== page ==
2. 2. Introduction<br />Nitrogen (N) fertilizer, most important input for maize production<br />N uptake and N remobilization is subjected to genetic variability (in general, >50% of grain originates from the stover)<br />NUE, defined as the grain yield per unit of N available from the soil, including N fertilizer<br />Two main components, N uptake efficiency (N uptake/N from soil) and N utilization efficiency (yield/N uptake)<br />
    3. 3. Source of Germplasm or Initial Material<br />
    4. 4. Breeding Techniques <br />Full-sib recurrent selection (e.g. Omoigui et al. 2007)<br />Development of Low N availability pool maize populations under controlled stress condition, selection using an index (yield, stay green, ASI, etc.)<br />Half-sib family method (e.g. Muruli and Paulsen, 1981)<br />Intercrossed with a synthetic population to form a N-efficient and N-inefficient synthetic (tested under four N supply conditions)<br />Hybrid production (e.g. Uribelarrea et al., 2007)<br />Divergent selection for grain protein affects NUE in maize hybrids, crossing inbreds from IHP and ILP<br />Synthetic cultivars (e.g. Uribelarrea et al., 2007)<br />Four inbreds crossed in all directions and synthetic were formed of the reciprocal crosses (hybrids used as testers)<br />Another methods: Mass selection, backcross, reciprocal recurrent selection, etc.<br />
    5. 5. Genetic basis in NUE<br />Indirect outcome of breeding for higher yields.<br />The NUE is a highly complex, polygenically controlled quantitative trait <br />Why?<br />Moose and Below, 2009<br />
    6. 6. Quantitative trait loci (QTL)<br />Previous studies have identified QTL controlling NUE and some of their component traits (Agrama et al. 1999; Bertin and Gallais 2001; Hirel et al. 2001; Gallais and Hirel 2004<br />QTLs for N-uptake and N utilization efficiency (at high N input five QTLs explained 39% of phenotypic variance)<br />QTLs for leaf nitrate content<br />QTLs for glutamine synthetase (GS) activity<br />QTLs for glutamate dehydrogenase (GDH)<br />QTLs will have value in combining transgenes with genetic backgrounds that maximize trait expression and stability<br />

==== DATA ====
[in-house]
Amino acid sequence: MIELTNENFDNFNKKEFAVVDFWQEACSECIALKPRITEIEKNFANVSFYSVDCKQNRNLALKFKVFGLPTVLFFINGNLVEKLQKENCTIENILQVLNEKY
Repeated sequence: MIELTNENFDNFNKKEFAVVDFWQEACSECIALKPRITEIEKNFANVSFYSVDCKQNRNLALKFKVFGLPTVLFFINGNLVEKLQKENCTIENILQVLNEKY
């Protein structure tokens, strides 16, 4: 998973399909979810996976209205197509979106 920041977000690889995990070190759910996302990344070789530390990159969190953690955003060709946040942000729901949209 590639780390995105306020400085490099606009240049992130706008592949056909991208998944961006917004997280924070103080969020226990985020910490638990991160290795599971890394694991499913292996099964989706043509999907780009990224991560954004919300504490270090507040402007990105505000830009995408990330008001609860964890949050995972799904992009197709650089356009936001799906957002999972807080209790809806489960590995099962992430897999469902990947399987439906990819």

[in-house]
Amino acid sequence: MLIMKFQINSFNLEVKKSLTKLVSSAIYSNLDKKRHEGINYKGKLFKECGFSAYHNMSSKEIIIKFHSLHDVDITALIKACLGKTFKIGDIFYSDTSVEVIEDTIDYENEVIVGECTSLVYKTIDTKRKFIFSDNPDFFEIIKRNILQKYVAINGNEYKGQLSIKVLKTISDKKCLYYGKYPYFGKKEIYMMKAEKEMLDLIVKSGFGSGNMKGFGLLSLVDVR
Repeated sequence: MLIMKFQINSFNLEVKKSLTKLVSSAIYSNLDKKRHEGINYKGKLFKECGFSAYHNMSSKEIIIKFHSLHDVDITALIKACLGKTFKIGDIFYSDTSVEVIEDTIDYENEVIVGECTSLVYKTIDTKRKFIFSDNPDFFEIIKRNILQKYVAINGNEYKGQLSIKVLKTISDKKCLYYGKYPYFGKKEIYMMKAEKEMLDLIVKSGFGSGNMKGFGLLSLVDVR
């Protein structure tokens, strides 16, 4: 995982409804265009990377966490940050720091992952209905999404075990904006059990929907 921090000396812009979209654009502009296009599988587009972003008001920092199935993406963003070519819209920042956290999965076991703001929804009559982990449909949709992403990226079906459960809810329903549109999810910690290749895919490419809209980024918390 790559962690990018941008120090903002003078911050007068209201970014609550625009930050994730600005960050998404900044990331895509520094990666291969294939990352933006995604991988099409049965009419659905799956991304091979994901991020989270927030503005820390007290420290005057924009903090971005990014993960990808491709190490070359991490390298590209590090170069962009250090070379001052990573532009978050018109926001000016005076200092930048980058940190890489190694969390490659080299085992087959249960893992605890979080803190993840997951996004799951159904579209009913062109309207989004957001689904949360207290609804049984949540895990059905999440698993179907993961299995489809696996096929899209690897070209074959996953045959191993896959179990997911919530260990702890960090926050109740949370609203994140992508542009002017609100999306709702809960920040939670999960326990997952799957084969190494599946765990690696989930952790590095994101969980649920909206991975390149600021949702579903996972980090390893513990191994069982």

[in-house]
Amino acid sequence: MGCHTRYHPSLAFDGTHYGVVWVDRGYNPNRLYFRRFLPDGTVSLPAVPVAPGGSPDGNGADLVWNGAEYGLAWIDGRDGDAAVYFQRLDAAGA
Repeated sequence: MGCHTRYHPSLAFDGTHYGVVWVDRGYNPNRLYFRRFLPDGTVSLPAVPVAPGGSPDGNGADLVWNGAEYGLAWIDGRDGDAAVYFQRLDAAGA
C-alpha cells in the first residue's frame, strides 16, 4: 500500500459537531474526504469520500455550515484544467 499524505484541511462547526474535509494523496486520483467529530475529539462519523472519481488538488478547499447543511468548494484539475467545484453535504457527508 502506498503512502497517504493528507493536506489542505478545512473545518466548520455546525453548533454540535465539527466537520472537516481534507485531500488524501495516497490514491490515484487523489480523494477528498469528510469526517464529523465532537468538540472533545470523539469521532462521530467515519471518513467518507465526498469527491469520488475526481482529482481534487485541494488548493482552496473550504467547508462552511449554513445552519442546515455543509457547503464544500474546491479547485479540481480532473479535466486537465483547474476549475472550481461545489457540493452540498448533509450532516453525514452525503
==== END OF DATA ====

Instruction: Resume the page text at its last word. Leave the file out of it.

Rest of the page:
7. 7. QTLs Location in chromosomes<br />(Gallais and Hirel, 2004)<br />
    8. 8. Candidate Genes for NUE<br />Genes for which allelic variation could be responsible for a part of the observed variation<br />Large number of genes from C and N metabolism have been mapped (complex network)<br />Some possible genes associated with NUE: genes coding for GS, Nr, sh2(affect starch and protein content), ADPGppase, Invertase, Sucrose-Phosphate-Synthase (SPS) and Sucrose-Synthetase (SuS), QTLs affecting grain protein and NUE components<br />
    9. 9. Possible function of the GS isoenzymes within the maize plant<br />(Martin et al., 2006)<br />
    10. 10. RNA Expression Profiling<br />Another source to identify different candidate genes<br />Maize reproductive tissues during grain filling period<br />Chiou et al. (2007) reported that only two miRNAs, miR395 and miR399, have been identified to be important in nutrient stresses responses <br />Complexity of the trait, in other experiment 122 genes were upregulated by N and 204 were downregulated by N <br />